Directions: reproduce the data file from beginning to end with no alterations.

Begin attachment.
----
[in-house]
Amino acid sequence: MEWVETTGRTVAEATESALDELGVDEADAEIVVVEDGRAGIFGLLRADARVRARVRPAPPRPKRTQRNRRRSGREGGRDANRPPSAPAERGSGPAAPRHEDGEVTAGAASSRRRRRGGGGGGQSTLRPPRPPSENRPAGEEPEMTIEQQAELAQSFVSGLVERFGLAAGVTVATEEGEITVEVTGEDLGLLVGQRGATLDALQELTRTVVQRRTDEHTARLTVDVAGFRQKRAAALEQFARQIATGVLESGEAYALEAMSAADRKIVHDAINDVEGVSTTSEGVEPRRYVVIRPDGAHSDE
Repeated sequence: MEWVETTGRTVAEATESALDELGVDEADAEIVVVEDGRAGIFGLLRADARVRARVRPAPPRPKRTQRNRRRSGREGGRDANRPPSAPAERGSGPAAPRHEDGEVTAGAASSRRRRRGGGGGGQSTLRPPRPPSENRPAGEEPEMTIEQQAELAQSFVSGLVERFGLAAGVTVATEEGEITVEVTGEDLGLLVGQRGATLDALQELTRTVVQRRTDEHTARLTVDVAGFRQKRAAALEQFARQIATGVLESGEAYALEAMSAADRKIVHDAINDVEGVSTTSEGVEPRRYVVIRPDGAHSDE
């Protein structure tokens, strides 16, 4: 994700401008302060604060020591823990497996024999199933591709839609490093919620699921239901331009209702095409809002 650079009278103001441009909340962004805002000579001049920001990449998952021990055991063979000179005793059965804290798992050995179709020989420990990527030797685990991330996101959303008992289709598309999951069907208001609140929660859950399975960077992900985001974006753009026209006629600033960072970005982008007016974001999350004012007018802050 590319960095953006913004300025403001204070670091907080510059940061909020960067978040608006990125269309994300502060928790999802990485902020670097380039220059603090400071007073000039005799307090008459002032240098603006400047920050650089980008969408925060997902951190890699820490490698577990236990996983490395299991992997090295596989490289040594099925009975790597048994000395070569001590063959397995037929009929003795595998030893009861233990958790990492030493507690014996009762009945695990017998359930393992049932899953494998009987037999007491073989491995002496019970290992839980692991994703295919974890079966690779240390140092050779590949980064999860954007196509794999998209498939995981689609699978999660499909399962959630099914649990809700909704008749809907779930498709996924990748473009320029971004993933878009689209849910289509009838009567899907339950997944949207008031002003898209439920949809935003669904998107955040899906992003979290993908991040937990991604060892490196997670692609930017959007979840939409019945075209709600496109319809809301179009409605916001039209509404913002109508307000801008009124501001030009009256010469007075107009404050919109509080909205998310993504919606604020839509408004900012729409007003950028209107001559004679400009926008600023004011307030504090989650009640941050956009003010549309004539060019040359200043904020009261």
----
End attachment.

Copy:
[in-house]
Amino acid sequence: MEWVETTGRTVAEATESALDELGVDEADAEIVVVEDGRAGIFGLLRADARVRARVRPAPPRPKRTQRNRRRSGREGGRDANRPPSAPAERGSGPAAPRHEDGEVTAGAASSRRRRRGGGGGGQSTLRPPRPPSENRPAGEEPEMTIEQQAELAQSFVSGLVERFGLAAGVTVATEEGEITVEVTGEDLGLLVGQRGATLDALQELTRTVVQRRTDEHTARLTVDVAGFRQKRAAALEQFARQIATGVLESGEAYALEAMSAADRKIVHDAINDVEGVSTTSEGVEPRRYVVIRPDGAHSDE
Repeated sequence: MEWVETTGRTVAEATESALDELGVDEADAEIVVVEDGRAGIFGLLRADARVRARVRPAPPRPKRTQRNRRRSGREGGRDANRPPSAPAERGSGPAAPRHEDGEVTAGAASSRRRRRGGGGGGQSTLRPPRPPSENRPAGEEPEMTIEQQAELAQSFVSGLVERFGLAAGVTVATEEGEITVEVTGEDLGLLVGQRGATLDALQELTRTVVQRRTDEHTARLTVDVAGFRQKRAAALEQFARQIATGVLESGEAYALEAMSAADRKIVHDAINDVEGVSTTSEGVEPRRYVVIRPDGAHSDE
């Protein structure tokens, strides 16, 4: 994700401008302060604060020591823990497996024999199933591709839609490093919620699921239901331009209702095409809002 650079009278103001441009909340962004805002000579001049920001990449998952021990055991063979000179005793059965804290798992050995179709020989420990990527030797685990991330996101959303008992289709598309999951069907208001609140929660859950399975960077992900985001974006753009026209006629600033960072970005982008007016974001999350004012007018802050 590319960095953006913004300025403001204070670091907080510059940061909020960067978040608006990125269309994300502060928790999802990485902020670097380039220059603090400071007073000039005799307090008459002032240098603006400047920050650089980008969408925060997902951190890699820490490698577990236990996983490395299991992997090295596989490289040594099925009975790597048994000395070569001590063959397995037929009929003795595998030893009861233990958790990492030493507690014996009762009945695990017998359930393992049932899953494998009987037999007491073989491995002496019970290992839980692991994703295919974890079966690779240390140092050779590949980064999860954007196509794999998209498939995981689609699978999660499909399962959630099914649990809700909704008749809907779930498709996924990748473009320029971004993933878009689209849910289509009838009567899907339950997944949207008031002003898209439920949809935003669904998107955040899906992003979290993908991040937990991604060892490196997670692609930017959007979840939409019945075209709600496109319809809301179009409605916001039209509404913002109508307000801008009124501001030009009256010469007075107009404050919109509080909205998310993504919606604020839509408004900012729409007003950028209107001559004679400009926008600023004011307030504090989650009640941050956009003010549309004539060019040359200043904020009261």